The use of a radial artery graft compared with a saphenous vein graft for coronary artery bypass grafting did not result in improved angiographic patency one year after the procedure, according to the study “Radial artery grafts vs saphenous vein grafts in coronary artery bypass surgery: A randomised trial” published on 12 January 2011 issue of the Journal of the American Medical Association (JAMA).
Coronary artery bypass grafting is one of the most common operations performed in the United States, with a database indicating that 163,048 patients had this type of surgery in 2008. The success of the surgery depends on the long-term patency of the arterial and venous grafts. Arterial grafts are thought to be better conduits than saphenous vein grafts for coronary artery bypass grafting based on experience with using the left internal mammary artery to bypass the left anterior descending coronary artery, according to background information in the article. The efficacy of the radial artery graft, which is easier to harvest than other arteries, is less clear.
Steven Goldman and colleagues from Southern Arizona VA Health Care System and the University of Arizona Sarver Heart Center, Tucson, compared one year angiographic patency of radial artery grafts vs. saphenous vein grafts in 757 participants (99% men) undergoing elective first time coronary artery bypass grafting. The randomised controlled trial was conducted from February 2003 to February 2009 at 11 Veterans Affairs medical centers. The left internal mammary artery was used to preferentially graft the left anterior descending coronary artery whenever possible; the best remaining recipient vessel was randomised to radial artery vs. saphenous vein graft. The primary outcome measured was angiographic graft patency at one year after coronary artery bypass grafting. Angiographic graft patency at one week after coronary artery bypass grafting, heart attack, stroke, repeat revascularisation and death were among the secondary results.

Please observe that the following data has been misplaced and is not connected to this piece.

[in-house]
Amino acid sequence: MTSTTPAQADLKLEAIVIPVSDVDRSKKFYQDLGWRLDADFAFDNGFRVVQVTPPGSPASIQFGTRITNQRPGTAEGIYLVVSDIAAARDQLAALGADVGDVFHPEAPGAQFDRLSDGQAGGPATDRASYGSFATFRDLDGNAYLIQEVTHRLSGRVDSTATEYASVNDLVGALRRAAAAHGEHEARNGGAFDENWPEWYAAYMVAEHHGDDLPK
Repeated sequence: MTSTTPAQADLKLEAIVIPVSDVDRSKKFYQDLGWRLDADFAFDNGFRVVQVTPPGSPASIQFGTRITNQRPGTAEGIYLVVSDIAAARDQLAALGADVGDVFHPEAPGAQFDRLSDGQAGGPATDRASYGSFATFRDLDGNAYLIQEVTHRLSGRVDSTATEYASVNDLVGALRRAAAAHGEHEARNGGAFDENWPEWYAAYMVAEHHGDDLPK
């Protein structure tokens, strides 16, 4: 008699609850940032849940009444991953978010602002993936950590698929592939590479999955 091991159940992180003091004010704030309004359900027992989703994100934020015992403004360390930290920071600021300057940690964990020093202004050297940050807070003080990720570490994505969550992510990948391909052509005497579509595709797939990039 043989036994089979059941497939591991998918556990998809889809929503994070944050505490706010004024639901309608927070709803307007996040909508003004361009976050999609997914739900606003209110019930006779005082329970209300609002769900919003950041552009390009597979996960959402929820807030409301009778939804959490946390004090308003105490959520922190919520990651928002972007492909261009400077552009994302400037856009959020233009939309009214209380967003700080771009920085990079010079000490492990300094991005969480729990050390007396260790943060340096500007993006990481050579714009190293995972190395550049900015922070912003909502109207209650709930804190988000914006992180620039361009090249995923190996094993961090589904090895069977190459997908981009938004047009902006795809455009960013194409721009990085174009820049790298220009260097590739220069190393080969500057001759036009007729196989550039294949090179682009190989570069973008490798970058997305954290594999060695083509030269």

The analysis included 733 patients (366 in the radial artery group, 367 in the saphenous vein group). The researchers found that there was no significant difference in one year graft patency between radial artery (238/266; 89%) and saphenous vein grafts (239/269; 89%). Also, there was no significant difference in one week patency between patients who received radial artery grafts (285/288; 99%) vs. saphenous vein grafts (260/267; 97%), or in the other secondary outcomes. There was no difference in the number and types of adverse events, including serious adverse events.
“Although most clinicians assume that compared with vein grafts, arterial grafts have an improved patency rate, there are little multi-institutional prospective data on radial artery graft vs. saphenous vein graft patency,” the authors wrote.
Long-term patency is the important question to answer, therefore the researchers will continue with a 5-year angiographic follow up of these patients to define chronic graft patency in this population.